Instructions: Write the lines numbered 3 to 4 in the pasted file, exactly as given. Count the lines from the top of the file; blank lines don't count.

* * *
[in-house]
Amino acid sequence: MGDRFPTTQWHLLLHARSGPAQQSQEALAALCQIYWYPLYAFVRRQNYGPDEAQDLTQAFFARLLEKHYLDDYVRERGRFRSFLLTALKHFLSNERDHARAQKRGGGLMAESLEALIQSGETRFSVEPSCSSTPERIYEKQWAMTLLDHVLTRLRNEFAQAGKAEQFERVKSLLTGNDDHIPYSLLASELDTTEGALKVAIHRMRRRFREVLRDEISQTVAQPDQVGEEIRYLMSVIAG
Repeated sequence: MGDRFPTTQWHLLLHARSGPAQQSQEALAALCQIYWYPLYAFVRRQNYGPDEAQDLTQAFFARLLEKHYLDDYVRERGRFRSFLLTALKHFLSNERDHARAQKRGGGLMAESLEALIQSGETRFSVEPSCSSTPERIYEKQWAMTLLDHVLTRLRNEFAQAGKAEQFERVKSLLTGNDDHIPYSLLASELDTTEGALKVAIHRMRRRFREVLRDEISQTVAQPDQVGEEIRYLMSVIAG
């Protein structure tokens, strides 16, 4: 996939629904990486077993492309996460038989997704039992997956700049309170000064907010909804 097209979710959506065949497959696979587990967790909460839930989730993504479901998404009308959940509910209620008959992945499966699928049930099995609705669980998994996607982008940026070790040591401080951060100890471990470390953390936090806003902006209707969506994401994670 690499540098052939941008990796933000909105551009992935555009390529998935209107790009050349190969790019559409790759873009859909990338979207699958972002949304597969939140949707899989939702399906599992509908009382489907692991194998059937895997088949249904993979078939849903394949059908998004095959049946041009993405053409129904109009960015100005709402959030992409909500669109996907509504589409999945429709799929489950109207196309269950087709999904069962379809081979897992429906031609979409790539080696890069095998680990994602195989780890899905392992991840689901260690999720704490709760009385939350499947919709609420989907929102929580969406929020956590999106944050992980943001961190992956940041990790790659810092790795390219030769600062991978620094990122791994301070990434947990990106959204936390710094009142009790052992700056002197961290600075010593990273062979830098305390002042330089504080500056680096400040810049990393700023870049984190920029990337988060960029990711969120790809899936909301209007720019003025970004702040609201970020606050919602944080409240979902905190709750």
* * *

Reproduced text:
Repeated sequence: MGDRFPTTQWHLLLHARSGPAQQSQEALAALCQIYWYPLYAFVRRQNYGPDEAQDLTQAFFARLLEKHYLDDYVRERGRFRSFLLTALKHFLSNERDHARAQKRGGGLMAESLEALIQSGETRFSVEPSCSSTPERIYEKQWAMTLLDHVLTRLRNEFAQAGKAEQFERVKSLLTGNDDHIPYSLLASELDTTEGALKVAIHRMRRRFREVLRDEISQTVAQPDQVGEEIRYLMSVIAG
């Protein structure tokens, strides 16, 4: 996939629904990486077993492309996460038989997704039992997956700049309170000064907010909804 097209979710959506065949497959696979587990967790909460839930989730993504479901998404009308959940509910209620008959992945499966699928049930099995609705669980998994996607982008940026070790040591401080951060100890471990470390953390936090806003902006209707969506994401994670 690499540098052939941008990796933000909105551009992935555009390529998935209107790009050349190969790019559409790759873009859909990338979207699958972002949304597969939140949707899989939702399906599992509908009382489907692991194998059937895997088949249904993979078939849903394949059908998004095959049946041009993405053409129904109009960015100005709402959030992409909500669109996907509504589409999945429709799929489950109207196309269950087709999904069962379809081979897992429906031609979409790539080696890069095998680990994602195989780890899905392992991840689901260690999720704490709760009385939350499947919709609420989907929102929580969406929020956590999106944050992980943001961190992956940041990790790659810092790795390219030769600062991978620094990122791994301070990434947990990106959204936390710094009142009790052992700056002197961290600075010593990273062979830098305390002042330089504080500056680096400040810049990393700023870049984190920029990337988060960029990711969120790809899936909301209007720019003025970004702040609201970020606050919602944080409240979902905190709750």